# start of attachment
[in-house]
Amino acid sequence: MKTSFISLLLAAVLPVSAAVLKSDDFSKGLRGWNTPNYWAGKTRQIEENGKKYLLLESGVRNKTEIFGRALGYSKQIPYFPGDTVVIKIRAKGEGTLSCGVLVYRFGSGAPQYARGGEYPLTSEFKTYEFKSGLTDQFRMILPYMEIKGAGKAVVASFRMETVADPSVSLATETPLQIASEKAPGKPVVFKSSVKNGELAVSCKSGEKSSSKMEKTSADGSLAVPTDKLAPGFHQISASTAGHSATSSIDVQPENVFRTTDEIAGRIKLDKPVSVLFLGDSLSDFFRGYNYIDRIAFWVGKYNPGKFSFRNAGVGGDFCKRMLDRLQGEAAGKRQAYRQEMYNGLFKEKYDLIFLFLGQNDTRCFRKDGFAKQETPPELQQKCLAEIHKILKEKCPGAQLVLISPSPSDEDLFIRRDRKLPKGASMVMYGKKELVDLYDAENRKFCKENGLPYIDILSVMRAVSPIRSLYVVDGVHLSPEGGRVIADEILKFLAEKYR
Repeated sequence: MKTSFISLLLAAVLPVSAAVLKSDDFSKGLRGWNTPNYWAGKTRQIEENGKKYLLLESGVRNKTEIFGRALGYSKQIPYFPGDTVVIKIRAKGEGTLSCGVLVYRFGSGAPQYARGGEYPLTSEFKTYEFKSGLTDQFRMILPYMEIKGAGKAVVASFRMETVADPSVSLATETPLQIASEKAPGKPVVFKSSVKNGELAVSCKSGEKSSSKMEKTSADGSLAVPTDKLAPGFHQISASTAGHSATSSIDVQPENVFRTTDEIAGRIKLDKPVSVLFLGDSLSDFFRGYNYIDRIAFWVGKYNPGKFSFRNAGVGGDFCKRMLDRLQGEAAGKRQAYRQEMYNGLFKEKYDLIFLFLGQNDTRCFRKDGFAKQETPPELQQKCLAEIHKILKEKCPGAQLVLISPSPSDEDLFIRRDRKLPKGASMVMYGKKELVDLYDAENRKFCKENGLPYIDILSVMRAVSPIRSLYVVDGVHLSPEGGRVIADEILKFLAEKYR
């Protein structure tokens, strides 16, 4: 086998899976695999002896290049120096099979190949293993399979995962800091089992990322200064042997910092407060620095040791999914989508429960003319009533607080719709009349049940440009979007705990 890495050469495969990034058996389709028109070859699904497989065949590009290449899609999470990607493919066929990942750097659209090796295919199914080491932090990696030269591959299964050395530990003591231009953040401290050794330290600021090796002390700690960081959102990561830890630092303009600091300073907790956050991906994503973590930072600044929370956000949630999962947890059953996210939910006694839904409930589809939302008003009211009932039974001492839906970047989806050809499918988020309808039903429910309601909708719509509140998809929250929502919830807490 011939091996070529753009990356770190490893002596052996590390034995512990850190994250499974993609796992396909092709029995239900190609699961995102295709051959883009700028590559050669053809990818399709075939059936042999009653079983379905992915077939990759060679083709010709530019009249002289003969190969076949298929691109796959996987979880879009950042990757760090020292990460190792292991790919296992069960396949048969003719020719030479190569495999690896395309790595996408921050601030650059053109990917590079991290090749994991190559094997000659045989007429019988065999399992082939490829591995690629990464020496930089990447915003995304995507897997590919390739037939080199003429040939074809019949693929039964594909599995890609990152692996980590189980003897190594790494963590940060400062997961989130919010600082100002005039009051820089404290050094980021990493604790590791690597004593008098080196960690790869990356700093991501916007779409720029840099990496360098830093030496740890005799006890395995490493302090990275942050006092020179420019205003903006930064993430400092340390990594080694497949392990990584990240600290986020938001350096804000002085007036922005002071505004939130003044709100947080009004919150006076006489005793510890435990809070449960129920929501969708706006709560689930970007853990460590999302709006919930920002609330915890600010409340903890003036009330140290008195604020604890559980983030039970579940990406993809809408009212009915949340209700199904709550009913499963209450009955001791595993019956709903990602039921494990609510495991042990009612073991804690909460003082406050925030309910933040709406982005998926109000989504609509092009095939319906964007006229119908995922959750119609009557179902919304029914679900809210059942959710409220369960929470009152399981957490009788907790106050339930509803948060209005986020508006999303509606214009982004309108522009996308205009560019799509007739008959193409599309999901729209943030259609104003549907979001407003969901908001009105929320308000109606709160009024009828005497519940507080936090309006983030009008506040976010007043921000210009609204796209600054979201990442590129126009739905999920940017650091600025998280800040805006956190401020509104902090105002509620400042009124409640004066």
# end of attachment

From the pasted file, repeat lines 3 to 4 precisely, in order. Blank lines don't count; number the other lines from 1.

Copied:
Repeated sequence: MKTSFISLLLAAVLPVSAAVLKSDDFSKGLRGWNTPNYWAGKTRQIEENGKKYLLLESGVRNKTEIFGRALGYSKQIPYFPGDTVVIKIRAKGEGTLSCGVLVYRFGSGAPQYARGGEYPLTSEFKTYEFKSGLTDQFRMILPYMEIKGAGKAVVASFRMETVADPSVSLATETPLQIASEKAPGKPVVFKSSVKNGELAVSCKSGEKSSSKMEKTSADGSLAVPTDKLAPGFHQISASTAGHSATSSIDVQPENVFRTTDEIAGRIKLDKPVSVLFLGDSLSDFFRGYNYIDRIAFWVGKYNPGKFSFRNAGVGGDFCKRMLDRLQGEAAGKRQAYRQEMYNGLFKEKYDLIFLFLGQNDTRCFRKDGFAKQETPPELQQKCLAEIHKILKEKCPGAQLVLISPSPSDEDLFIRRDRKLPKGASMVMYGKKELVDLYDAENRKFCKENGLPYIDILSVMRAVSPIRSLYVVDGVHLSPEGGRVIADEILKFLAEKYR
């Protein structure tokens, strides 16, 4: 086998899976695999002896290049120096099979190949293993399979995962800091089992990322200064042997910092407060620095040791999914989508429960003319009533607080719709009349049940440009979007705990 890495050469495969990034058996389709028109070859699904497989065949590009290449899609999470990607493919066929990942750097659209090796295919199914080491932090990696030269591959299964050395530990003591231009953040401290050794330290600021090796002390700690960081959102990561830890630092303009600091300073907790956050991906994503973590930072600044929370956000949630999962947890059953996210939910006694839904409930589809939302008003009211009932039974001492839906970047989806050809499918988020309808039903429910309601909708719509509140998809929250929502919830807490 011939091996070529753009990356770190490893002596052996590390034995512990850190994250499974993609796992396909092709029995239900190609699961995102295709051959883009700028590559050669053809990818399709075939059936042999009653079983379905992915077939990759060679083709010709530019009249002289003969190969076949298929691109796959996987979880879009950042990757760090020292990460190792292991790919296992069960396949048969003719020719030479190569495999690896395309790595996408921050601030650059053109990917590079991290090749994991190559094997000659045989007429019988065999399992082939490829591995690629990464020496930089990447915003995304995507897997590919390739037939080199003429040939074809019949693929039964594909599995890609990152692996980590189980003897190594790494963590940060400062997961989130919010600082100002005039009051820089404290050094980021990493604790590791690597004593008098080196960690790869990356700093991501916007779409720029840099990496360098830093030496740890005799006890395995490493302090990275942050006092020179420019205003903006930064993430400092340390990594080694497949392990990584990240600290986020938001350096804000002085007036922005002071505004939130003044709100947080009004919150006076006489005793510890435990809070449960129920929501969708706006709560689930970007853990460590999302709006919930920002609330915890600010409340903890003036009330140290008195604020604890559980983030039970579940990406993809809408009212009915949340209700199904709550009913499963209450009955001791595993019956709903990602039921494990609510495991042990009612073991804690909460003082406050925030309910933040709406982005998926109000989504609509092009095939319906964007006229119908995922959750119609009557179902919304029914679900809210059942959710409220369960929470009152399981957490009788907790106050339930509803948060209005986020508006999303509606214009982004309108522009996308205009560019799509007739008959193409599309999901729209943030259609104003549907979001407003969901908001009105929320308000109606709160009024009828005497519940507080936090309006983030009008506040976010007043921000210009609204796209600054979201990442590129126009739905999920940017650091600025998280800040805006956190401020509104902090105002509620400042009124409640004066």